Easing of EAR Restrictions on Australia and the UK

The BIS IFR, which became effective on April 19, 2024, includes the following key changes that effectively put Australia and the UK nearly on par with Canada in terms of favorable licensing treatment under the EAR:

  • The rule removed list-based license requirements for exports, reexports, and transfers (in-country) to Australia and the UK for national security column 1 (NS1), regional stability column 1 (RS1), and missile technology column 1 (MT1) reasons for control. As a result, the following items no longer require a license or applicable license exception, such as Strategic Trade Authorization (STA) in Section 740.20 of the EAR, to be provided to Australia and the UK:
    • "600 series" items, which are generally EAR-controlled military items that also are listed on the Wassenaar Arrangement Munitions List;
    • Items controlled under the EAR for missile technology reasons consistent with the MTCR Annex; and
    • Many Export Control Classification Number (ECCN) 9x515 satellite-related items, including most commercial satellites and related parts and components.
  • Consistent with the removal of the RS1 licensing requirements, BIS also removed the special license requirement applicable to ECCN 0A919 items (certain military commodities located and produced outside the United States) destined for Australia or the UK.
  • As with the current exception applicable to Canada, BIS's rule permits exports to Australia and the UK of "significant items" (SI), e., hot section technology for the development, production, or overhaul of commercial aircraft engines, components, and systems controlled under ECCN 9E003.a.1 through a.6, a.8, .h, .i, and .l, and related controls (see 15 C.F.R. § 742.14(a)).
  • The rule also removed the special military end-use and end-user license requirements formerly applicable to Australia and the UK for certain cameras, systems, or related components described in Sections 744.9(a)(1)(i) and (a)(1)(iii) of the EAR, which generally covered commodities described in ECCNs 6A003.a.3, 6A003.a.4, or 6A003.a.6, and ECCNs 0A504, 6A002, 6A003, 6A993.a, or 8A002.d respectively.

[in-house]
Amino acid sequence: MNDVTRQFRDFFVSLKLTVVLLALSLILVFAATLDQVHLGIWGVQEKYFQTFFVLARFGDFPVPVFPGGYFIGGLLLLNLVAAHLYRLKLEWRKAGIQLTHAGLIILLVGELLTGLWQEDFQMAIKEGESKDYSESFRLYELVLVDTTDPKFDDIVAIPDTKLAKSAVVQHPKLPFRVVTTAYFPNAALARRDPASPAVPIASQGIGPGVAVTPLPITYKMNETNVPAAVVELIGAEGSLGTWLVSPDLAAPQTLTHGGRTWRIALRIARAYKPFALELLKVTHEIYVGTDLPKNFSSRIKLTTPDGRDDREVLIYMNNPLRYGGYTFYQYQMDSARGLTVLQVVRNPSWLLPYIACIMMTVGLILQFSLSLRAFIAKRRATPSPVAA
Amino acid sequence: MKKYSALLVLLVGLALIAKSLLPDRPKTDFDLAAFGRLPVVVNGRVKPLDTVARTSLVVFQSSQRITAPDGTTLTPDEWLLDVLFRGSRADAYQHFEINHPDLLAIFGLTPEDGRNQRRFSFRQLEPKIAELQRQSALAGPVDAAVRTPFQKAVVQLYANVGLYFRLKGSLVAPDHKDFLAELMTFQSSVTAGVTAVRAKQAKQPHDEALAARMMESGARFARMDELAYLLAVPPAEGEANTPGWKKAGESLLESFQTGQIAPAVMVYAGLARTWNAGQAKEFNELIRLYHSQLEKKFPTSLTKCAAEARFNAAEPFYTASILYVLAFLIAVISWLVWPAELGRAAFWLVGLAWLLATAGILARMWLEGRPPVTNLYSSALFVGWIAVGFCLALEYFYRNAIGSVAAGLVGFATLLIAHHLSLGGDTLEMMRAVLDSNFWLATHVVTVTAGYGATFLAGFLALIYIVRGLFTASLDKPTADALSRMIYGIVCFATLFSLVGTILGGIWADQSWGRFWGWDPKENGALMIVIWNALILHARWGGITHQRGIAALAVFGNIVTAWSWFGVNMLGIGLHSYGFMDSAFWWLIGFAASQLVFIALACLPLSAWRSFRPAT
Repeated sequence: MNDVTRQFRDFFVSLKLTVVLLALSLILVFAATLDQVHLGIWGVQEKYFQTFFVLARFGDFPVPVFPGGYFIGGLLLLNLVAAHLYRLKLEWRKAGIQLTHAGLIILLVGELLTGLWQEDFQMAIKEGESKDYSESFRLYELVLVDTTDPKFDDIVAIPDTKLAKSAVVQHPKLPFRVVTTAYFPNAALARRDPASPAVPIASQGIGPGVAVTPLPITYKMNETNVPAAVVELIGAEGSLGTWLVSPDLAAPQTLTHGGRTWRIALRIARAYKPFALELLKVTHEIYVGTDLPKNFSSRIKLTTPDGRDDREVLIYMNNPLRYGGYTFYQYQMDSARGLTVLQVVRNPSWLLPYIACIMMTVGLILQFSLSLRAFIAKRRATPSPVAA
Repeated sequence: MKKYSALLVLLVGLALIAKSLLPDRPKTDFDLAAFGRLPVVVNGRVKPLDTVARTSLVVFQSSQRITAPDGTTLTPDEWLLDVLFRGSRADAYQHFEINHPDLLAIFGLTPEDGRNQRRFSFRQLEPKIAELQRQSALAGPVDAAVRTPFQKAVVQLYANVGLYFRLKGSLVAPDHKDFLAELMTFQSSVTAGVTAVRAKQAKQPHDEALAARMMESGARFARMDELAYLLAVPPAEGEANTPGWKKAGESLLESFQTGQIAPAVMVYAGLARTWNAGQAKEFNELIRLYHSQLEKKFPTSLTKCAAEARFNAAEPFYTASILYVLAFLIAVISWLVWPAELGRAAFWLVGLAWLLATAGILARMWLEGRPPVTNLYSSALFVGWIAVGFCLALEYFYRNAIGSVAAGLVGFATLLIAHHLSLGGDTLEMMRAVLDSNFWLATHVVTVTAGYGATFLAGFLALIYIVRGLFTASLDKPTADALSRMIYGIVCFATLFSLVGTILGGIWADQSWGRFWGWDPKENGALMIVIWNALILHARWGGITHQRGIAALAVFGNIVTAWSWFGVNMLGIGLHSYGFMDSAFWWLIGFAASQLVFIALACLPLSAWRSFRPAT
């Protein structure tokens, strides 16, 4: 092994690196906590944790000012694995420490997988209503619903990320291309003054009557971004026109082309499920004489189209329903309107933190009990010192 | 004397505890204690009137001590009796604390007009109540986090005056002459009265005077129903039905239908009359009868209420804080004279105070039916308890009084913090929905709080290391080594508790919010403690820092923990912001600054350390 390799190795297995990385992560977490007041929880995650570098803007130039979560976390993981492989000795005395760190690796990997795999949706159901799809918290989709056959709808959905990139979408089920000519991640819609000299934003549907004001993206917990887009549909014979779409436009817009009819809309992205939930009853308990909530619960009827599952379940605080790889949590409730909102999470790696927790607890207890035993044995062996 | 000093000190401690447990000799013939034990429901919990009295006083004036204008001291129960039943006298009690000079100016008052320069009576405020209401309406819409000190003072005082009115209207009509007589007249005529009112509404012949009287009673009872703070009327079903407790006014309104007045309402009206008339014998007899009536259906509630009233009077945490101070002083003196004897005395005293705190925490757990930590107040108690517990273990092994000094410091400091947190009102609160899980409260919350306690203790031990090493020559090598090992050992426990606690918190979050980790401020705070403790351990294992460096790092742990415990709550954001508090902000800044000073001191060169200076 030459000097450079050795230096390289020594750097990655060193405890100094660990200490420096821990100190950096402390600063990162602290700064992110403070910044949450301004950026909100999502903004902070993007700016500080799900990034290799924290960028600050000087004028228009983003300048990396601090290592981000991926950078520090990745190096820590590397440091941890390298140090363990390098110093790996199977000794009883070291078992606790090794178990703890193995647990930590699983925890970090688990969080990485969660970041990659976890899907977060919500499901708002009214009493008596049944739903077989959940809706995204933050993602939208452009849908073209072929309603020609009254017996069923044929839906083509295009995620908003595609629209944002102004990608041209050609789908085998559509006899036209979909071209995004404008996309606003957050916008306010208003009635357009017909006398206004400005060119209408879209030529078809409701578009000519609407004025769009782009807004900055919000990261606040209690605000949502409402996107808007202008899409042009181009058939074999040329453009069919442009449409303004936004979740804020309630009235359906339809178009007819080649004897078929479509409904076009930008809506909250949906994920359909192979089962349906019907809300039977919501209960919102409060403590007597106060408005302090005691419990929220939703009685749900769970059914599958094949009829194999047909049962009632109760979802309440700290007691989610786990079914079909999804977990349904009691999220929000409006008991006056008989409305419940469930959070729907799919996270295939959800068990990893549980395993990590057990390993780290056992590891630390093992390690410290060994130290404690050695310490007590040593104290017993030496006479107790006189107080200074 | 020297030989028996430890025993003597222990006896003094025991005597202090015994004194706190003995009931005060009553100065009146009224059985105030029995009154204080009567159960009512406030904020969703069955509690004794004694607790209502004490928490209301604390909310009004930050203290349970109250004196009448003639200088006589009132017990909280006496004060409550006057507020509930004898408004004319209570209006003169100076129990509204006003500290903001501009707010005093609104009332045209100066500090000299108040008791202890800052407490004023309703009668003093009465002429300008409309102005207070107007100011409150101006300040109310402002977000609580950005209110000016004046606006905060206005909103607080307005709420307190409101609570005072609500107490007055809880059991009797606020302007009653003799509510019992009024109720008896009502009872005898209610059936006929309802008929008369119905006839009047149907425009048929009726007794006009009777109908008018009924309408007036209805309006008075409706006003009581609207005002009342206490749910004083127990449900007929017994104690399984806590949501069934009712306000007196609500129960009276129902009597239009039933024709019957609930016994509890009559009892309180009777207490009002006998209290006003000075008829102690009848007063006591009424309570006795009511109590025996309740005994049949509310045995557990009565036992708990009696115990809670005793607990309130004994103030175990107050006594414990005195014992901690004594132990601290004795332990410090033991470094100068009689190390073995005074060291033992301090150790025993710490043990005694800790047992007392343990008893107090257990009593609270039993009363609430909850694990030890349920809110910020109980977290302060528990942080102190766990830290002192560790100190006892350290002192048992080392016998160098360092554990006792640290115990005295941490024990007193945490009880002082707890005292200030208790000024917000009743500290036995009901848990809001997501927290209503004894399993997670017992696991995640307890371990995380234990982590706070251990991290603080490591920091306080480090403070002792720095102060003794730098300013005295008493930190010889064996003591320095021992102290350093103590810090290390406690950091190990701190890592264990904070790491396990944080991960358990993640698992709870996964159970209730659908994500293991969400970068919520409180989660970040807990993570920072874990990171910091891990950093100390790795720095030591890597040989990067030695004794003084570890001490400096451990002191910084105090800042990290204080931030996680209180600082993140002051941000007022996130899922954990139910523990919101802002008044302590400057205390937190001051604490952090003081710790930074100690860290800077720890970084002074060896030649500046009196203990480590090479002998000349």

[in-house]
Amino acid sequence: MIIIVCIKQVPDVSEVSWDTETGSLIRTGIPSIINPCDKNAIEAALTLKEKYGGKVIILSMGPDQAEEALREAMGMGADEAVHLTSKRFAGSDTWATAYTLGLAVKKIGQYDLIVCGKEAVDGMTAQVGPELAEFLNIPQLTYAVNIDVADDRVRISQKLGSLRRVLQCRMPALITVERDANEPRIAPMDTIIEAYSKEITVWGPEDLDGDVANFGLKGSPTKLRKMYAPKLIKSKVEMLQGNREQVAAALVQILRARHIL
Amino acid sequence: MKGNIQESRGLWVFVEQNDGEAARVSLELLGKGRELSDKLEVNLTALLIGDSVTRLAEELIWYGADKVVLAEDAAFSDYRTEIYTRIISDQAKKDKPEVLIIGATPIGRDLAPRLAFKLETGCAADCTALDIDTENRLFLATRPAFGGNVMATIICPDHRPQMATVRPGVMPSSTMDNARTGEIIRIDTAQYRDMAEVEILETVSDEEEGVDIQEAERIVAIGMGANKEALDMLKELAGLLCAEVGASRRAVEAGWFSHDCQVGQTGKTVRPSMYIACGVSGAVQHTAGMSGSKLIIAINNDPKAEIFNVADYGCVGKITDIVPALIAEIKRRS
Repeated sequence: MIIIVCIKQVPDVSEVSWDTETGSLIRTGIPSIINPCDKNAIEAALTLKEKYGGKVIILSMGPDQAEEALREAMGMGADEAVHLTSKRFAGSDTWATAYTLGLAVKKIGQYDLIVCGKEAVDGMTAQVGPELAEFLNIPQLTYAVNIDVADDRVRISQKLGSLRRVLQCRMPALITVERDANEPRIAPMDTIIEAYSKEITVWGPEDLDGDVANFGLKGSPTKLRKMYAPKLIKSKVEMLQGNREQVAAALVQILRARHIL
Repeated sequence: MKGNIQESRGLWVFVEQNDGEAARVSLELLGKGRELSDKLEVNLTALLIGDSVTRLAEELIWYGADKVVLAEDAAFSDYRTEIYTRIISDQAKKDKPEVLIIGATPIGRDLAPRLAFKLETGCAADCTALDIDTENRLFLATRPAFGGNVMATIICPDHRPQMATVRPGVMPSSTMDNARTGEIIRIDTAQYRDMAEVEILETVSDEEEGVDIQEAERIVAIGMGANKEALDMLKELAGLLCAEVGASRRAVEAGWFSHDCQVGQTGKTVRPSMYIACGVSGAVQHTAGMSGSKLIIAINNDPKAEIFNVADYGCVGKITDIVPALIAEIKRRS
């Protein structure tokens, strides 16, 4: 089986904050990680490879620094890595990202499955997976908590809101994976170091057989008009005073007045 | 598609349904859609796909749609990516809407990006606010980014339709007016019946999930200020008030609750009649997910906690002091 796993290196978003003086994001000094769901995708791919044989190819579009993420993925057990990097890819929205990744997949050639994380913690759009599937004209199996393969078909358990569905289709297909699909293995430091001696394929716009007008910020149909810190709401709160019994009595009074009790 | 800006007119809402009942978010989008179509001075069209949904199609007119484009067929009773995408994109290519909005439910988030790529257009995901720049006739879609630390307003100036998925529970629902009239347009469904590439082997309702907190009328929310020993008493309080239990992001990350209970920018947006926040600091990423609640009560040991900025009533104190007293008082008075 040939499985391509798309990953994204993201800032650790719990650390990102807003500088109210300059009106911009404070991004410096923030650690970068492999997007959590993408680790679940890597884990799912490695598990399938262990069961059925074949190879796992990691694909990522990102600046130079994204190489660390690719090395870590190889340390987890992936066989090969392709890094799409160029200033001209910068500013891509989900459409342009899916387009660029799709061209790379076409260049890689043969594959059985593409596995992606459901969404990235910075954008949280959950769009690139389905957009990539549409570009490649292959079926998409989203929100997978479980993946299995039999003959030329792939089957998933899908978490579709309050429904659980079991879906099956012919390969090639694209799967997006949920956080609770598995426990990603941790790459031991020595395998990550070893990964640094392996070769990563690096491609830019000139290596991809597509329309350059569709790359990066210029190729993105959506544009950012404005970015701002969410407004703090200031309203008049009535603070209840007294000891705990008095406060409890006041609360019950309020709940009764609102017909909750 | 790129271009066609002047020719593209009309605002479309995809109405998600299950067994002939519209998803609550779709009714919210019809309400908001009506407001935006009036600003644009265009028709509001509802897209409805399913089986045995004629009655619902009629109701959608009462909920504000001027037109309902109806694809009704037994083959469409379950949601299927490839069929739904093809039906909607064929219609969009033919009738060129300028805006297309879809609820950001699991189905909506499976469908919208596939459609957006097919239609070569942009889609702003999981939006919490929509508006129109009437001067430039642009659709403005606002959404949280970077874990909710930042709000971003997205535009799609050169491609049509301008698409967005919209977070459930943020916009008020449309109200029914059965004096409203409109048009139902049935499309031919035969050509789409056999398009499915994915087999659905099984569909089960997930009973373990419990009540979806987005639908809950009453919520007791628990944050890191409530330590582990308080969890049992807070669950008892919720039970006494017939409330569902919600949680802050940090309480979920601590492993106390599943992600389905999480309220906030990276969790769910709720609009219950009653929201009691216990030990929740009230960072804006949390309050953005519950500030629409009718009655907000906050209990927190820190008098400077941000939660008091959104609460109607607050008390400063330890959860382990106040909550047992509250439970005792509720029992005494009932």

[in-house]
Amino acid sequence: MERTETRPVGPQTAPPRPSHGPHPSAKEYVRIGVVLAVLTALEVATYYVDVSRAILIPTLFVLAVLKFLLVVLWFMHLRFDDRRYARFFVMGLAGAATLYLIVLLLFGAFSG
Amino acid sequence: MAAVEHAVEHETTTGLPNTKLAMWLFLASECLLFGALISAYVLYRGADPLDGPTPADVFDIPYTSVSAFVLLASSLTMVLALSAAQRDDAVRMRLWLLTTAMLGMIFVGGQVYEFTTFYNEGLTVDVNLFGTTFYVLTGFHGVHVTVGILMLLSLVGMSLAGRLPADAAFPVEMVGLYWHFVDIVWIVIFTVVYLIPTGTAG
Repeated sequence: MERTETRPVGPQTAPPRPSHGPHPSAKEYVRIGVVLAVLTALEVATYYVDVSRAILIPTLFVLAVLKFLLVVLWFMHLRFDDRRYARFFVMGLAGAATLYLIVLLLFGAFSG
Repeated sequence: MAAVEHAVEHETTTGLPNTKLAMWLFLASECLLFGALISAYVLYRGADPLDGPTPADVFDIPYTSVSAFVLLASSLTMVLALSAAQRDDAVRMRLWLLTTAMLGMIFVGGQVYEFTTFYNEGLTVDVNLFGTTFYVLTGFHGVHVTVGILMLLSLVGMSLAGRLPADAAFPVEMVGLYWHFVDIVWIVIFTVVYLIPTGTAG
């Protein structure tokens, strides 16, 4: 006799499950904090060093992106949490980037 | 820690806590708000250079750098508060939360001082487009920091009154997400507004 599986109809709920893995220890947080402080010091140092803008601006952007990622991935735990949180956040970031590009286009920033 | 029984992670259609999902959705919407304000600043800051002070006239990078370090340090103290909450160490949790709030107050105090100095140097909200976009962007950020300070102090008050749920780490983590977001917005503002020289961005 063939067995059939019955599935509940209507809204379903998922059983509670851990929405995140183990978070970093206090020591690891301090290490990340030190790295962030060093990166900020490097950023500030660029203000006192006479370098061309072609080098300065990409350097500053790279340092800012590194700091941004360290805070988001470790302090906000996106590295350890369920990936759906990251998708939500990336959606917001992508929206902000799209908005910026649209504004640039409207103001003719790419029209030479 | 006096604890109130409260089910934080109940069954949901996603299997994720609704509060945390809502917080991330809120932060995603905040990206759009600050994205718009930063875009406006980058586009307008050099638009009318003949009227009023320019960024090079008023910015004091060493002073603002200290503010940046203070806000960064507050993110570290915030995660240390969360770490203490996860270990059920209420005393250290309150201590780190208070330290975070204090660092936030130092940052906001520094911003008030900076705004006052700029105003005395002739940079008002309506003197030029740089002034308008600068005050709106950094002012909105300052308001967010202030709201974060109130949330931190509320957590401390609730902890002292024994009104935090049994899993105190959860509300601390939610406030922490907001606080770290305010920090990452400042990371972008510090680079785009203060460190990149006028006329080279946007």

• BIS also made several other minor changes to align the EAR's regulatory text with the new policies for Australia and the UK.

In the IFR, BIS did not remove license requirements to Australia or the UK for encryption items (EI) in Section 742.15(a)(1) of the EAR, which do not require a license for export to Canada, citing the broad availability of License Exceptions ENC and ACE. Further, firearms-related items and other Crime Control (CC) controlled items in ECCNs 0A501 (except 0A501.y); 0A502 for shotguns with a barrel length less than 18 inches (45.72 cm); 0A503; 0A504.i; 0A505.a and .x; 0A981; 0A982; 0A983; 0D501 (except software for commodities in ECCN 0A501.y or equipment in ECCN 0B501 for commodities in ECCN 0A501.y); 0D505 for software for commodities in ECCN 0A505.a and .x and equipment in ECCN 0B505.a .and .x; 0E501; 0E504; 0E505 for technology for development, production, operation, installation, maintenance, repair, overhaul, or refurbishing commodities in 0A505.a and .x, for equipment for those commodities in 0B505, and for software for that equipment and those commodities in 0D505; and 0E982 continue to require a license for export to Australia and the UK.

Our National Security and International Trade teams have unparalleled experience and expertise representing a broad range of U.S. and multinational clients in complex export control, sanctions, international trade, and supply chain matters. Should you have any questions, please do not hesitate to contact one of the attorneys listed on this alert.

The content of this article is intended to provide a general guide to the subject matter. Specialist advice should be sought about your specific circumstances.